In 1921, a young Swiss psychiatrist created a seemingly simple test which continues to capture our cultural imagination. Hermann Rorschach’s ten carefully-painted inkblots are still to this day used as a way of getting an insight into patients’ psyches.
The Rorschach Test is incredibly effective, but there is a catch that explains much of the controversy which surrounds it. Nobody, including its creator, could explain why it worked.
As Vice’s Joseph Bien-Kahn wrote recently, “Freud had his id, ego, and superego; Carl Jung had his collective unconscious; Rorschach, a younger contemporary of the two, had ten ambiguous paintings—the images were actually painted, not spilled—that consistently uncovered hidden parts of the patient’s mind.”
All of which adds to the mystique of the test. And the term itself has become a metaphor for a person, object or phenomenon that invites different interpretations that in turn are thought to reveal something about the viewer.
Rorschach was, as Bien-Kahn points out, a visual person and his test is unusual in that it uses visual rather than spoken or written cues. That helps explain why creatives of every stripe, from Andy Warhol to Jay-Z, have embraced the deliberate ambiguities of Rorschach’s ideas.
Another artist who has reimagined and reinterpreted the test is Sarah Illenberger, a 3D illustrator based in Berlin. She created a series of prints called Freud’s Flowers, using water-resistant driving license paper and acrylic paint to create a images of flowers including a poppy, an anemone and a forget-me-not.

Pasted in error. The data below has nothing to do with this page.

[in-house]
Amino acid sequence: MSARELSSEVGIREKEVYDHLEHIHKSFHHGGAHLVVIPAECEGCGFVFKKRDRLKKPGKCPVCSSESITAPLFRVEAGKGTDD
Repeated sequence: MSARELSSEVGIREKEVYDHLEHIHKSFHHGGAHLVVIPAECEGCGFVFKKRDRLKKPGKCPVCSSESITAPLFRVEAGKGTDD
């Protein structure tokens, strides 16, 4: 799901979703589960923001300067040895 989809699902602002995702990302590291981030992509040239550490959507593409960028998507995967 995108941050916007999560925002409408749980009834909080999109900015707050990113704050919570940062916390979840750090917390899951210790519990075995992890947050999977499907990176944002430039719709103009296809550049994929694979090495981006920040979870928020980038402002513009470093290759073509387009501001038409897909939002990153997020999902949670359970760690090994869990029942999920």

In true Rorschach style, Sarah gives very little context, or guidance about the project on her website.
“I always let my work speak for itself,” she says. “I like it when people associate their own experiences with my images. Recently, a colleague asked me to use them for a book she is putting together describing her mother’s schizophrenia. I was happy to help her process such a sensitive subject.”
As with many artistic endeavours, the underlying idea is something Sarah has had in the back of her mind for some time.
“My uncle is a professor of psychiatry in Austria, and when I was around 10 I visited him in his clinic where he playfully had me participate in the Rorschach Test. Generally I am always looking for parallels between different themes.”
Sarah’s work very often takes everyday objects and finds a different way of presenting them. There is a lot of humor in her creations alongside her obvious technical skill. She embraces happenstance as part of her process and admits that only about one in four of the Freud’s Flowers images turned out how she expected.
“I like the moment of chance in image-making, when the outcome can’t be controlled completely,” she explains. “I once produced a series using kitchen appliances – pouring paint in a mixer and opening the lid while it is in full motion can result in very interesting effects.”
This openness to uncertainty again mirrors the conceptual side of this project. It’s easy to get lost in the images and start to test your own mind using these beautiful, bewitching visuals. Sigmund Freud, another man fascinated by the inner workings of the mind, once said that, “Flowers are restful to look at. They have neither emotions nor conflicts.” He had clearly never lost himself in the work Sarah Illenberger named after him.